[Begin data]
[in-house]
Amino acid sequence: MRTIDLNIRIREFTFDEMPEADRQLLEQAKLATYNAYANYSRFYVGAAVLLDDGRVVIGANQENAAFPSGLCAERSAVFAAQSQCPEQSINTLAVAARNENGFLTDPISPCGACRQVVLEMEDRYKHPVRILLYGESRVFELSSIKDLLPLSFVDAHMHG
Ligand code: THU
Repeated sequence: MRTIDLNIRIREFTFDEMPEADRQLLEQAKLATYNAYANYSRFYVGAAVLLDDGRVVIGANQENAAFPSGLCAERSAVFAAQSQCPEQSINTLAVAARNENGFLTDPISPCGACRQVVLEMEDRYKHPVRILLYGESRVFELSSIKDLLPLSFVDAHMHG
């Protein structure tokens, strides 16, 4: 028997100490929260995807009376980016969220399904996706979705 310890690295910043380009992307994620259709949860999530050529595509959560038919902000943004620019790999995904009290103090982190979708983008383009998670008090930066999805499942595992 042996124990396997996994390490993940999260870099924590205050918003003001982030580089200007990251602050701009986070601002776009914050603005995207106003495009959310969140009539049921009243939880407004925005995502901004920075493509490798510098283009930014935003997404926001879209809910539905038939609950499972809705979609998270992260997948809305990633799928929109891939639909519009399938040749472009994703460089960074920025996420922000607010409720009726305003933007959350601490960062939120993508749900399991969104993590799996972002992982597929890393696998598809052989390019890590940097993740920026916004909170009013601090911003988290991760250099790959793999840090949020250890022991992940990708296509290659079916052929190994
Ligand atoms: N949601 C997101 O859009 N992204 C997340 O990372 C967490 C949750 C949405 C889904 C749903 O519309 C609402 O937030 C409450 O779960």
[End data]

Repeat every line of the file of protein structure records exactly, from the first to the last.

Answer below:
[in-house]
Amino acid sequence: MRTIDLNIRIREFTFDEMPEADRQLLEQAKLATYNAYANYSRFYVGAAVLLDDGRVVIGANQENAAFPSGLCAERSAVFAAQSQCPEQSINTLAVAARNENGFLTDPISPCGACRQVVLEMEDRYKHPVRILLYGESRVFELSSIKDLLPLSFVDAHMHG
Ligand code: THU
Repeated sequence: MRTIDLNIRIREFTFDEMPEADRQLLEQAKLATYNAYANYSRFYVGAAVLLDDGRVVIGANQENAAFPSGLCAERSAVFAAQSQCPEQSINTLAVAARNENGFLTDPISPCGACRQVVLEMEDRYKHPVRILLYGESRVFELSSIKDLLPLSFVDAHMHG
């Protein structure tokens, strides 16, 4: 028997100490929260995807009376980016969220399904996706979705 310890690295910043380009992307994620259709949860999530050529595509959560038919902000943004620019790999995904009290103090982190979708983008383009998670008090930066999805499942595992 042996124990396997996994390490993940999260870099924590205050918003003001982030580089200007990251602050701009986070601002776009914050603005995207106003495009959310969140009539049921009243939880407004925005995502901004920075493509490798510098283009930014935003997404926001879209809910539905038939609950499972809705979609998270992260997948809305990633799928929109891939639909519009399938040749472009994703460089960074920025996420922000607010409720009726305003933007959350601490960062939120993508749900399991969104993590799996972002992982597929890393696998598809052989390019890590940097993740920026916004909170009013601090911003988290991760250099790959793999840090949020250890022991992940990708296509290659079916052929190994
Ligand atoms: N949601 C997101 O859009 N992204 C997340 O990372 C967490 C949750 C949405 C889904 C749903 O519309 C609402 O937030 C409450 O779960």